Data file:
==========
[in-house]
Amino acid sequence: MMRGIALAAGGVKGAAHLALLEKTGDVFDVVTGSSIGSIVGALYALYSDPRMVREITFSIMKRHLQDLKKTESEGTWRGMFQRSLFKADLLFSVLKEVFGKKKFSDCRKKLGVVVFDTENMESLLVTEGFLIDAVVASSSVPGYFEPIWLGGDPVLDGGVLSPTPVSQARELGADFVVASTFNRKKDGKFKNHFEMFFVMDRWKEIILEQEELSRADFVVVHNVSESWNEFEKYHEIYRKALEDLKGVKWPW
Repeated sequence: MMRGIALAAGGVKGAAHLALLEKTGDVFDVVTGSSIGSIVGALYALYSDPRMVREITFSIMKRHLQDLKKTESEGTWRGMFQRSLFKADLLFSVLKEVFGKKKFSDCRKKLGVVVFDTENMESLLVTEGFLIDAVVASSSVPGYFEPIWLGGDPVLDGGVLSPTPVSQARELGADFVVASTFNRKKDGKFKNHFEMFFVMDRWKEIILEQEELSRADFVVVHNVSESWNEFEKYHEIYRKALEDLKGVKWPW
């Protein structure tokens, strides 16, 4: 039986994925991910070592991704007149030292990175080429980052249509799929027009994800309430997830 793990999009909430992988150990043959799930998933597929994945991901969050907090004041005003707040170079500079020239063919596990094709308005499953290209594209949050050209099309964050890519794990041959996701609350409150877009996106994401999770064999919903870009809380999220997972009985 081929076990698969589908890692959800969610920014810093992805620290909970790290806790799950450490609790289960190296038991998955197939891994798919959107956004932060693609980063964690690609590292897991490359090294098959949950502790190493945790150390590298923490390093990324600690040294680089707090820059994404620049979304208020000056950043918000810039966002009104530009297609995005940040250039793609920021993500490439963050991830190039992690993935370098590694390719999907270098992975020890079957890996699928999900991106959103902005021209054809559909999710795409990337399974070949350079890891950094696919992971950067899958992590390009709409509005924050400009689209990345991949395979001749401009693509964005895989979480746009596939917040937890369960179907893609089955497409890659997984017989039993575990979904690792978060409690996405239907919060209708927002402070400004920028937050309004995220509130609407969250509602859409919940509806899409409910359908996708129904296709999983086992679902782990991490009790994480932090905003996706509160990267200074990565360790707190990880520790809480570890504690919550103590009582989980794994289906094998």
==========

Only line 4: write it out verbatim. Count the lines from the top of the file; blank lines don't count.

């Protein structure tokens, strides 16, 4: 039986994925991910070592991704007149030292990175080429980052249509799929027009994800309430997830 793990999009909430992988150990043959799930998933597929994945991901969050907090004041005003707040170079500079020239063919596990094709308005499953290209594209949050050209099309964050890519794990041959996701609350409150877009996106994401999770064999919903870009809380999220997972009985 081929076990698969589908890692959800969610920014810093992805620290909970790290806790799950450490609790289960190296038991998955197939891994798919959107956004932060693609980063964690690609590292897991490359090294098959949950502790190493945790150390590298923490390093990324600690040294680089707090820059994404620049979304208020000056950043918000810039966002009104530009297609995005940040250039793609920021993500490439963050991830190039992690993935370098590694390719999907270098992975020890079957890996699928999900991106959103902005021209054809559909999710795409990337399974070949350079890891950094696919992971950067899958992590390009709409509005924050400009689209990345991949395979001749401009693509964005895989979480746009596939917040937890369960179907893609089955497409890659997984017989039993575990979904690792978060409690996405239907919060209708927002402070400004920028937050309004995220509130609407969250509602859409919940509806899409409910359908996708129904296709999983086992679902782990991490009790994480932090905003996706509160990267200074990565360790707190990880520790809480570890504690919550103590009582989980794994289906094998």